Arizona v Connecticut

The biggest skill Derrick Williams needs to develop? Passing.

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There’s a number of reasons why this logic is flawed. I’m aware of that going in. When we’re talking about a coach, for some reason, we automatically want to assign the same roles to his or her new team as his or her old team. So for Phil Jackson, Lamar Odom is Horace Grant. For Larry Brown, his rookie is every other rookie he’s ruined the hopes and dreams of. But this all disregards the fact that coaches adjust to their rosters, and that not every team is successful.

So when we start to talk about Rick Adelman, it’s all about that Kings team. That’s where everyone goes. That Houston team that made playoff appearances but never made it to the WCF mostly due to injuries but also because of a mismatched roster? That isn’t factored into the equation. There was no Mike Bibby in Houston, no Jason Williams. Kyle Lowry and Rafer Alston before him both had strains of that creator-shooter guard, but nothing really tangible. Chris Webber? Vlade Divac you can I guess kind of see the vein to Yao but in reality, Yao was a whole different beast that you built around.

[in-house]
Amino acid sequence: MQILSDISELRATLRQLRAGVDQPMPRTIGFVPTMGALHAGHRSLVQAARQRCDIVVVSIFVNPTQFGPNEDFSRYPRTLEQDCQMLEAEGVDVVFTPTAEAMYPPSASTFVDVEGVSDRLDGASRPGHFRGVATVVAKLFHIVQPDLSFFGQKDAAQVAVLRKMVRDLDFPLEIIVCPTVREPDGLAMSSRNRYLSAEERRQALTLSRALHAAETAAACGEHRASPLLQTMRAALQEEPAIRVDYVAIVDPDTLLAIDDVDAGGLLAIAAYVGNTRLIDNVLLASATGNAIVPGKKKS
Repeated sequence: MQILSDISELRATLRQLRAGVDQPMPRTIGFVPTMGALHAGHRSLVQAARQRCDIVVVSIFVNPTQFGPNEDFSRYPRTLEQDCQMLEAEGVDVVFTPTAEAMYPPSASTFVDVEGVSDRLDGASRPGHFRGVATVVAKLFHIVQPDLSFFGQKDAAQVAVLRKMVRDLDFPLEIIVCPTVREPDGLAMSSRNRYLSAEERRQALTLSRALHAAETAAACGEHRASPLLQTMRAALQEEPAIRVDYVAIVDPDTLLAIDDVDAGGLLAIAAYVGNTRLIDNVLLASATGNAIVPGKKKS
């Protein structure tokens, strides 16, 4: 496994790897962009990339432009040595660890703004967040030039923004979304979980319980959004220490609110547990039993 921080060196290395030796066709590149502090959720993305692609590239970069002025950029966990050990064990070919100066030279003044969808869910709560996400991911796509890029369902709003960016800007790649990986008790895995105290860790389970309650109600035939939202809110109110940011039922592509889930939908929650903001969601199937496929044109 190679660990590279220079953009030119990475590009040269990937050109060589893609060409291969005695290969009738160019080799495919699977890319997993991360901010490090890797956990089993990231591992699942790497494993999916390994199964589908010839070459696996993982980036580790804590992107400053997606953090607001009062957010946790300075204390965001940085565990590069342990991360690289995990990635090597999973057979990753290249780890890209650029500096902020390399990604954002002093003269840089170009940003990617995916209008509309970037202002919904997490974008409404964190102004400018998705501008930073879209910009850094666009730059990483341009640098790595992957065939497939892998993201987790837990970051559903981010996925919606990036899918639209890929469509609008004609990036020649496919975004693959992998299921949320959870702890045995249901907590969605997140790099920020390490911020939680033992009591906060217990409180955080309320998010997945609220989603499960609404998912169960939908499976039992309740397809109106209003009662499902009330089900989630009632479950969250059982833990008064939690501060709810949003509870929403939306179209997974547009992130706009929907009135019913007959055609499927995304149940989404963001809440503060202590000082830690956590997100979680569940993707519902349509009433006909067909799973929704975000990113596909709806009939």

And yet, the comparisons are booming for Adelman’s new team, the Timberwolves, and those early 00’s Kings. From A Wolf Among Wolves:

While it’s not exactly like looking into a mirror when you put this Wolves squad and the 1999 Kings roster side-by-side, there are a lot of similarities between the two. With the obvious Vlade-Darko jokes aside, the impact Rubio will make on this team is pretty identical to what Jason Williams put out there for the Kings. It wasn’t so much production as it was an attitude of having fun. J-Will unleashed an unbridled enthusiasm that is missing with most teams, let alone a team that just brought in veteran cogs. The difference between the two is Rubio is actually a pretty decent defender and he seems to know his shooting limitations.